A: You must repent for entertaining the notion of killing a person, especially as a means of resolving a dispute. That is not the way of the Torah […] Such questions are presumably designed to ignite a fire [i.e. stir up controversy] in our camp, and don’t come from a pure heart and sincere seeking after God, and I wonder who is behind them and who wants to bloody the debate over the Jewish identity of our precious state. Therefore I debated whether to respond to your question at all, but since somebody someplace may be entertaining similar notions of killing another person, and maybe you are actually asking in earnest, I’ve decided to answer your question, emphasizing that it is not legitimate.
Note the rabbi’s initial suspicion: is this question even being asked sincerely, or is it just a fake-out, a sly attempt to trick the Orthodox establishment into saying something embarrassing that’ll serve to increase resentment toward Israel’s religious population? The speed with which the rabbi jumped to this suspicion is a sign of how heated the debate around religious pluralism—especially as incarnated in Women of the Wall—has grown in recent months.
By Linda Gradstein Posted: 06/06/2013
An Israeli judge sparked an outcry during the hearing of a 19-year-old Israeli woman who was raped by four Palestinians when she was 13. The woman was petitioning the court for the rape to be considered “an act of terror” which would make her eligible for government compensation.
“Some girls enjoy being raped,” Judge Nissim Yeshaya of the District Court in Tel Aviv said, according to Army Radio.
The rape victim was not in the room for the hearing. Her attorney, Roni Aloni-Adovnik described the scene to Army Radio. “In the midst of the passionate debate he (Judge Yeshaya) suddenly said aloud, in earshot of everyone present, “There are some girls who enjoy being raped.” The room fell into silence….And he didn’t even get what he had just said. He didn’t understand why everyone became silent all of a sudden.”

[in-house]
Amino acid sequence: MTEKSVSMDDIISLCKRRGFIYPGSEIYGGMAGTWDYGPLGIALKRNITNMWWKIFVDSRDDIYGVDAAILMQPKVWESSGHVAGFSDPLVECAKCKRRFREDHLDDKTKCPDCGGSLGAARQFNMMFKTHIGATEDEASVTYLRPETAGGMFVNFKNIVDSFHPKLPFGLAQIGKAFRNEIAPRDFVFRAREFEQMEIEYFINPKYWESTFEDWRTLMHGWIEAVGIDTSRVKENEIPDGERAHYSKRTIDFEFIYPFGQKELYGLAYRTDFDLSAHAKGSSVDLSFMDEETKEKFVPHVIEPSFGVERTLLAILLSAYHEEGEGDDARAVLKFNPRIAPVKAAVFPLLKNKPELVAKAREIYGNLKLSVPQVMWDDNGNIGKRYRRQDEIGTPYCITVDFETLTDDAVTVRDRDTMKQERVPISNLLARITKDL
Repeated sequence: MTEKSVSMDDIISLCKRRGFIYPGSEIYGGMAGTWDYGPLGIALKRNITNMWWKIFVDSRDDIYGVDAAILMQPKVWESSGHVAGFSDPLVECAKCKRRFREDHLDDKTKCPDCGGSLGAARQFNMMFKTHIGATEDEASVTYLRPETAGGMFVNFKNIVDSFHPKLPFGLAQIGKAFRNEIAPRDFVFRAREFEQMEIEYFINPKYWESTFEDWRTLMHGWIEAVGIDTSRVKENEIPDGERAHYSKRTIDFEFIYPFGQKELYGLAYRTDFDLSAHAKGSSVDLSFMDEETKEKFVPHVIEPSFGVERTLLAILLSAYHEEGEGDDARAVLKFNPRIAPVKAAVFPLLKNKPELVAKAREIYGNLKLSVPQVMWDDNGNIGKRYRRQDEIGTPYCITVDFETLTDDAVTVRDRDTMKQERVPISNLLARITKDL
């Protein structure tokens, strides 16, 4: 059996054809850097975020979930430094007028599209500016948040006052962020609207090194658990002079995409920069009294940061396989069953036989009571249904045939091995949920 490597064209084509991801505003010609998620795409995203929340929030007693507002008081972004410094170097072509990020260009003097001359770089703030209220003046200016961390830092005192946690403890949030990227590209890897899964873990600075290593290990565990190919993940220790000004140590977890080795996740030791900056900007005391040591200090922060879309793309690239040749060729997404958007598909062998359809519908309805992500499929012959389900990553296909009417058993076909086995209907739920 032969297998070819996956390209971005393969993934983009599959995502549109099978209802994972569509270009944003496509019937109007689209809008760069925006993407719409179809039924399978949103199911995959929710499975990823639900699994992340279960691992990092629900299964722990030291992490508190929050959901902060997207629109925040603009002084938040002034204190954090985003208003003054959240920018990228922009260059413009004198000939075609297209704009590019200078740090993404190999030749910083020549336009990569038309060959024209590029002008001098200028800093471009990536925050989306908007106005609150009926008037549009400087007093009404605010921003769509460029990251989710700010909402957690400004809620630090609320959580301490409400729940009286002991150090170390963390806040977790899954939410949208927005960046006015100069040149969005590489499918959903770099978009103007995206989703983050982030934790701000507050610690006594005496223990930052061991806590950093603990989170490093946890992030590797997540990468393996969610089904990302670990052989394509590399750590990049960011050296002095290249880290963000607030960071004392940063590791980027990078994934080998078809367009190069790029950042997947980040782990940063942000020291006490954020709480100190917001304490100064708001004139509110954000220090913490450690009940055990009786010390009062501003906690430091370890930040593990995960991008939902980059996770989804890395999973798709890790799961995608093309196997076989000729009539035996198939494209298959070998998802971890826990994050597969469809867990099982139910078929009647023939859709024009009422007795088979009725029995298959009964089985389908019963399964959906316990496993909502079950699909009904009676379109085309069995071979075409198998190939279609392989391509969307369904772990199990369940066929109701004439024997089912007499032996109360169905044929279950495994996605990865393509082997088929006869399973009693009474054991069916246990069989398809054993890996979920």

Israeli press reports said the plaintiff collapsed after her lawyer told her about the judge’s remarks and was hospitalized.
Judge Yeshaya said his remarks had been misconstrued.
“This isn’t serious,” he said after the remarks became public. “They are trying to gain publicity off me. I do not believe a rape victim is not hurt or that rape is not a serious offense.”
Israeli Prime Minister Binyamin Netanyahu called the remark “unfortunate” and “unacceptable” and said he was withdrawing his support for the judge’s appointment as the head of the Likud Party’s Court.
Women’s groups circulated petitions calling for his immediate resignation.
At an unannounced appearance at a radical feminist bookstore in New York, two members of the Russian punk rock group that sparked an international crisis for Vladimir Putin took off their iconic colorful balaclavas and revealed their faces.
Two youthful women using the pseudonyms Fara and Shaiba revealed themselves as members of Pussy Riot, the activist feminist collective that doubles as perhaps the world’s most dangerous band. It was the first time Pussy Riot has ever visited the United States.
Behind the masks, the protests, the music and the controversy that prompted Russian courts to convict two of their comrades on “hooliganism” charges, Fara and Shaiba, dressed in unassuming clothing, looked like any young women who might move about New York or any other city.